10 August 2006
Christmas in August
Started getting a few holiday pieces already in early August from Alfred Hitchcock's Mystery Magazine. An amusing story about the 'murder of Ebenezer Scrooge', in which his sudden uncharacteristic holiday cheer turns out to be the result of a hallucinagenic poisoning. I was also approached by the same client to give them some artwork for a holiday greeting card, and I was given a lot of freedom in coming up with the concept and layout. I ended up portraying the magazine's namesake as a grim reaper-ish santa and reindeer over a snowy New York cityscape. Both of these pieces ended up being a couple of my favorite pieces of the year, and a couple months later, I got a nice note from the author of the story, telling me how tickled he was with the illustration.
Also, around this time received a few small spot illustrations from the Wall Street Journal. The one to the left was to accompany a story about the cable industry (if memory serves). The one to the right was undoubtably about falling stock prices. I've done quite a few pieces to illustrate stocks either going up or going down, and they kind of blur together in my memory.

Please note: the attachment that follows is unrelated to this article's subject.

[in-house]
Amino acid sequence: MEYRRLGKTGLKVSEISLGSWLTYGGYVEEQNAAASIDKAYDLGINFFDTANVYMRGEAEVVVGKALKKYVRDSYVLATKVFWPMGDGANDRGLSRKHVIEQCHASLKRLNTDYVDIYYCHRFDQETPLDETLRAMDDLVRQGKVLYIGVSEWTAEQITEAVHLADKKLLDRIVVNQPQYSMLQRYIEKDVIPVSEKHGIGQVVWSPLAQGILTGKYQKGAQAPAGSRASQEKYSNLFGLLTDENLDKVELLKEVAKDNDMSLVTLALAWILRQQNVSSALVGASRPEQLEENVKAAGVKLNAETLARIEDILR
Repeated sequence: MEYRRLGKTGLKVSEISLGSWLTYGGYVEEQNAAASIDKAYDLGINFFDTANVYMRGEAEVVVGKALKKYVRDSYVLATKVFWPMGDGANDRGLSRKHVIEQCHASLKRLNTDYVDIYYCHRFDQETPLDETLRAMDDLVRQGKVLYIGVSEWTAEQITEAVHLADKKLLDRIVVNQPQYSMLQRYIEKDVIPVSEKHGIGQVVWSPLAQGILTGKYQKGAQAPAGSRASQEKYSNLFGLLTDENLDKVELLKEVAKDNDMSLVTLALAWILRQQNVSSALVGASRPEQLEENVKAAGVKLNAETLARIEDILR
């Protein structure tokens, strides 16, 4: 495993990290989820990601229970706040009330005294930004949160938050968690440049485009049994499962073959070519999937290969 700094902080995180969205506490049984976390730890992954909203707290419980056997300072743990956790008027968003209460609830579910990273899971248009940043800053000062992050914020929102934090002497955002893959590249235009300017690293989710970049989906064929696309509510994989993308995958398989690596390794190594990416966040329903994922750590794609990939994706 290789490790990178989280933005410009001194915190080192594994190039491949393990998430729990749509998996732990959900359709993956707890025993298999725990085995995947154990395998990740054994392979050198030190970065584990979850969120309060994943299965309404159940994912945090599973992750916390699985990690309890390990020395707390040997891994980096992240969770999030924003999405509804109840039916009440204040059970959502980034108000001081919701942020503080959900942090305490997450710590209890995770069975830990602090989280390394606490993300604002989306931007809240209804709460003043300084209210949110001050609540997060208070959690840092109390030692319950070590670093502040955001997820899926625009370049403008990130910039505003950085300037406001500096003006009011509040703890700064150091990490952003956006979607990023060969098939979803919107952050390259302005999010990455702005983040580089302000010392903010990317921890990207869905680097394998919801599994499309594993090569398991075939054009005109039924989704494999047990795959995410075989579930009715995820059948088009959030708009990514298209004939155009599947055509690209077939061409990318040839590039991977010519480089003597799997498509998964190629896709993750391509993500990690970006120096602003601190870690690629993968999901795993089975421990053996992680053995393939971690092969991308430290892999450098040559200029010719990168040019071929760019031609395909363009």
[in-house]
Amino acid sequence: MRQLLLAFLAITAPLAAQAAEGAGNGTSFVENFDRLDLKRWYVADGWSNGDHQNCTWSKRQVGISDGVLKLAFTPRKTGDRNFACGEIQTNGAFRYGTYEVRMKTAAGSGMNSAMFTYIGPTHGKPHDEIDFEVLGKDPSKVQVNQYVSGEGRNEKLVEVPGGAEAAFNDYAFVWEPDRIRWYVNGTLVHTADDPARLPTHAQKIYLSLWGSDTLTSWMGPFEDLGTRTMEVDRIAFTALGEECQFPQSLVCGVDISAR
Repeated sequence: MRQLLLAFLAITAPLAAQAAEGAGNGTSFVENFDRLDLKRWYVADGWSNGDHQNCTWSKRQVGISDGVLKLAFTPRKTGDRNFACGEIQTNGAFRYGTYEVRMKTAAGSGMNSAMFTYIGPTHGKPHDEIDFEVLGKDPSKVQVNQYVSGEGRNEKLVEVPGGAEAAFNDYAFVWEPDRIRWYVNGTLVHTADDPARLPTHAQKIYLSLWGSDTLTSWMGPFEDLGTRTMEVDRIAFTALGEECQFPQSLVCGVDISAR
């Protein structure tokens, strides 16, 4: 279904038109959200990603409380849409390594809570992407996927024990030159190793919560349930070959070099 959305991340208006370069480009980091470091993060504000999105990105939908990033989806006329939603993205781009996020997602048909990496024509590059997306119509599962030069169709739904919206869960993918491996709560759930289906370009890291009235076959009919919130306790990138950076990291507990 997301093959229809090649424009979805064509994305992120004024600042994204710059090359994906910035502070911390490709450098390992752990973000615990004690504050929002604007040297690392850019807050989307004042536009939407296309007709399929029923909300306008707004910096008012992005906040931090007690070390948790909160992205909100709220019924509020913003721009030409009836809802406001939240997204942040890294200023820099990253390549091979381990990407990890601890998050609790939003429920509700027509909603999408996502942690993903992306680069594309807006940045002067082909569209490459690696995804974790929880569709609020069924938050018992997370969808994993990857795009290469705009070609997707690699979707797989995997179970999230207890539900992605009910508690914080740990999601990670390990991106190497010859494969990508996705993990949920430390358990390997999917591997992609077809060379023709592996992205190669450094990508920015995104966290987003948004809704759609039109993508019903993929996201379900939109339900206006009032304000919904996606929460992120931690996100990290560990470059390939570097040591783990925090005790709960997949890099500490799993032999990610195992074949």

I certainly hope that I don't recycle ideas, at least too obviously. The parachute scenario kind of rings a bell, and I'm sure I've been down this conceptual road before. Another spot illustration that fell around this time was another of my 'dubious health care' column illustrations, this one being about female examinations.
Sometimes these illustrations get a little goofy, and other times the subject matter is such, that a certain amount of sensitivity and tact is required. I don't remember the exact topic, but I'm sure that this was one of those cases for tact and sensitivity.
Also during this period in August, I took an assignment from Honolulu magazine, one of three that I did over the summer of '06. They were usually a little on the whimsical side, and I don't quite remember the story behind this one, but it took a little reference research to come up with the accurate native costumes.